Nick Herbert: Once again, we see absolutely no understanding from the Opposition about the fiscal position we have inherited from them. The fact is that their Government left us with an unspecified cut of £44 billion to find across Government Departments. They would not say where that money was to be found, so we have to make the savings. I believe that police forces can do it, and we are also determined to protect the front line.
The Minister for Police (Nick Herbert): The Government have announced a review of the remuneration and conditions of service of police officers and staff. We will provide information about the review, including timing, shortly.
Tony Baldry: I thank my right hon. Friend for that answer. Although I welcome the Government's decision to honour the third year of the police pay award, does my right hon. Friend agree that the time has now come to review police pay and conditions, and to ensure a more flexible work force who are not so dependent on extensive and expensive overtime?
Nick Herbert: My hon. Friend is right. The previous Government conceded that more than £70 million a year was being wasted on police overtime. We need to look at that and it is one of the things that the review will do. We have, however, stood by the third year of the police pay award, as my hon. Friend suggested, which indicates our good faith towards the process and the value we place on the police service.
Mr Denis MacShane (Rotherham) (Lab): Could the Minister for Police, whom I welcome to his departmental responsibilities, kill two Lib-Con birds with one stone-namely, reduce the £400 million in overtime and bring public sector pay under control by saying that every hour of overtime authorised by a chief constable or a senior police officer will be deducted from their own pay?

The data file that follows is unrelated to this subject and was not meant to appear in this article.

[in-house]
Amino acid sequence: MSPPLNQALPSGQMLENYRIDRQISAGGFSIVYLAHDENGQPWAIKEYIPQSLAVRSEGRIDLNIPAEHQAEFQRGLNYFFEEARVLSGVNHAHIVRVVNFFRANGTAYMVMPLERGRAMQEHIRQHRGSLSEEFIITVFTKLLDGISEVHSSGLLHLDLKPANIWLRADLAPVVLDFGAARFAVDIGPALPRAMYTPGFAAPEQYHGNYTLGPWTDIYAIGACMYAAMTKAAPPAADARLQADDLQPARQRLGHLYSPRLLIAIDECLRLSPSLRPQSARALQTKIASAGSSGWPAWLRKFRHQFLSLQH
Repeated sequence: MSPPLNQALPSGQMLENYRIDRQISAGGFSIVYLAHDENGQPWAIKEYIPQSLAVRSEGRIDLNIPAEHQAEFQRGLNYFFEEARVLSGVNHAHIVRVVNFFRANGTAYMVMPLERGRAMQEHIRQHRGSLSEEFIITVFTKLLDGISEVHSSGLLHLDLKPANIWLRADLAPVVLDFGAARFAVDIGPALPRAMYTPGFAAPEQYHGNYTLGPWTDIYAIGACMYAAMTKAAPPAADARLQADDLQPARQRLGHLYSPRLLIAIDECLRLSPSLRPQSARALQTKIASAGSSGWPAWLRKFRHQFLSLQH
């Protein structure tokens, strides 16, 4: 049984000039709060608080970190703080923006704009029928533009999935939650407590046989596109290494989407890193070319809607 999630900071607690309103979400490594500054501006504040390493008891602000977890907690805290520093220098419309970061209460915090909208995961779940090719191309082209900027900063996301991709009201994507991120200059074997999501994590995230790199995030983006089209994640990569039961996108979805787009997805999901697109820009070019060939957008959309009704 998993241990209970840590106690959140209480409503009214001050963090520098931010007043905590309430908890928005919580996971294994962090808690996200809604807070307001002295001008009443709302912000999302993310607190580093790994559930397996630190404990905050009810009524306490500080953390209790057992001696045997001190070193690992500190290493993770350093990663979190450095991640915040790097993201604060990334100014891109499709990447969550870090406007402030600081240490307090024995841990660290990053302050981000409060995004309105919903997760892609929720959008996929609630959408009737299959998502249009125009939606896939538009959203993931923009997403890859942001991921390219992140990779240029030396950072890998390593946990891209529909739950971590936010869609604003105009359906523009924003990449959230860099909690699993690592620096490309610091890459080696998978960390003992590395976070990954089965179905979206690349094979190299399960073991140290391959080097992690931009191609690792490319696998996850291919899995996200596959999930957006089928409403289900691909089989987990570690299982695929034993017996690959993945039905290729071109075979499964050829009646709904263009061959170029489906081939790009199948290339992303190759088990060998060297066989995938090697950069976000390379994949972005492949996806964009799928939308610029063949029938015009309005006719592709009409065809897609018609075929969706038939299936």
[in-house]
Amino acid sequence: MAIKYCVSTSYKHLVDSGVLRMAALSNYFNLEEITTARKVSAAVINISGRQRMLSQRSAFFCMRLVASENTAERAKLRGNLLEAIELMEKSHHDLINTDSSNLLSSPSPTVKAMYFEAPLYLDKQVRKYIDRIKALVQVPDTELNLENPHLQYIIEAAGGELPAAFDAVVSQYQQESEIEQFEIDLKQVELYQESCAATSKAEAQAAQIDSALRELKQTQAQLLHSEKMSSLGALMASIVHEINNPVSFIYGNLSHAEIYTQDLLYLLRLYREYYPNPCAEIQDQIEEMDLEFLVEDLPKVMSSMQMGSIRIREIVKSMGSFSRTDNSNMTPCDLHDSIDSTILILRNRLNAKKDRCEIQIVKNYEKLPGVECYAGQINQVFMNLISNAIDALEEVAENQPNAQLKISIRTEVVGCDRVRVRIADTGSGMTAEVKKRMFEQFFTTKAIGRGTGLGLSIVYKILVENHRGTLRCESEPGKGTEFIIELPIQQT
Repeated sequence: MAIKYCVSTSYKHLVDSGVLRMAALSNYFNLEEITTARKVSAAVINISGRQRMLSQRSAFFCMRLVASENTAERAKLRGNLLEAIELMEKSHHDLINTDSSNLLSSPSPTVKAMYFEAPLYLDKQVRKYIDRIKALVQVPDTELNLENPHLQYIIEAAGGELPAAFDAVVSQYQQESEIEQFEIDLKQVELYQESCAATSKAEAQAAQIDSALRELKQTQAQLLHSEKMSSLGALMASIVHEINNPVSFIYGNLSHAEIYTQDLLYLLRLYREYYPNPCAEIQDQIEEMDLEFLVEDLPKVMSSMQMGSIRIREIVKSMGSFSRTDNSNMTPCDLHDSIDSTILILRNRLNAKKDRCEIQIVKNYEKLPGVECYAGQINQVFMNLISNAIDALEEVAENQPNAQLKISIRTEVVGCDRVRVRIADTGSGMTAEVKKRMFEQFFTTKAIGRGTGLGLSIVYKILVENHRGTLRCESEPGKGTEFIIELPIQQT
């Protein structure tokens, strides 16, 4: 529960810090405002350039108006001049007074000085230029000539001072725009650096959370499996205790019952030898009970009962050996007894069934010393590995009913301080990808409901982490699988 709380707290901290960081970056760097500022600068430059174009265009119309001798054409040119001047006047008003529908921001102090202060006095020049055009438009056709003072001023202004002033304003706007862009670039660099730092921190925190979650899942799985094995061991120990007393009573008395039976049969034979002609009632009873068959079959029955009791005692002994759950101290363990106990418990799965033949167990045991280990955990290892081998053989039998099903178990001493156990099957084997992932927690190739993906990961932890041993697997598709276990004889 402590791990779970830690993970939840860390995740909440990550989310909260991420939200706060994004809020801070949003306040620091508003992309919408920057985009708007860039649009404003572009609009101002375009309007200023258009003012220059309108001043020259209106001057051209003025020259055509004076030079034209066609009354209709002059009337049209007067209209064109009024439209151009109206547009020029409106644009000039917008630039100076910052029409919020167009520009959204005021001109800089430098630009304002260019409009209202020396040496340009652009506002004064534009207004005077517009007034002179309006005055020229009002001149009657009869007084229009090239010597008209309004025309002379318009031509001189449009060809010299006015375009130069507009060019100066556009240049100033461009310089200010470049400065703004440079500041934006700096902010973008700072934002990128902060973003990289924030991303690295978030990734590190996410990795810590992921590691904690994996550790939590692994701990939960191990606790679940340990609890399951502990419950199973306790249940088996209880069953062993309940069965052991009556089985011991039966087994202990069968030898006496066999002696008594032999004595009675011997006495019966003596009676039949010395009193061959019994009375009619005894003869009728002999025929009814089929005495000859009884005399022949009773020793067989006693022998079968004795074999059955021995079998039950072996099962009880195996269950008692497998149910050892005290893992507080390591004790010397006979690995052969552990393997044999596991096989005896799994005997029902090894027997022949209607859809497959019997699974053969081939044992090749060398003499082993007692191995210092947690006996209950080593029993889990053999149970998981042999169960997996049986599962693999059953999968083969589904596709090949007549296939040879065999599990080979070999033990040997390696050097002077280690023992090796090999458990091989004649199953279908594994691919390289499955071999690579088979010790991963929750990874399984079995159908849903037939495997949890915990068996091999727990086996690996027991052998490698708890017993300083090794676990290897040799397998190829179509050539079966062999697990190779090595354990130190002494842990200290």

Nick Herbert: The right hon. Gentleman may be offering himself as a candidate to serve on the pay review that we are proposing. Perhaps I should have a discussion with him about that. We have to strike a balance. Many chief constables believe overtime is an important management tool, but we are concerned about the extent of its use. That is exactly the kind of thing the pay review will have to look at.
The Minister for Immigration (Damian Green): Under the previous Government, the chief executive of the UK Border Agency wrote to the Home Affairs Select Committee periodically to update it on this issue. However, in the interests of transparency, I am happy to update right hon. and hon. Members in the House today. Until the end of May 2010 the UK Border Agency had concluded 277,000 cases.
Richard Fuller: I thank the Minister for that answer. As he is aware, Yarl's Wood family detention centre is located outside Bedford. Does he agree that the Government's determination to end the detention of children for asylum purposes will be most welcome to people as a measure of fairness? It will be regarded as something that is long overdue and that shamefully eluded the previous Government.
Damian Green: I am very grateful to my hon. Friend for making that point, which I regard as important. In a spirit of non-partisanship, I think it is regarded as important on both sides of the House. When we held a Westminster Hall debate on the subject last week, I was struck by the fact that there was universal approval of the new Government's desire to end the detention of children-although the point was made that it might have been the last time as Minister for Immigration that I ever got universal approval for anything. However, we should welcome such steps forward while we have them.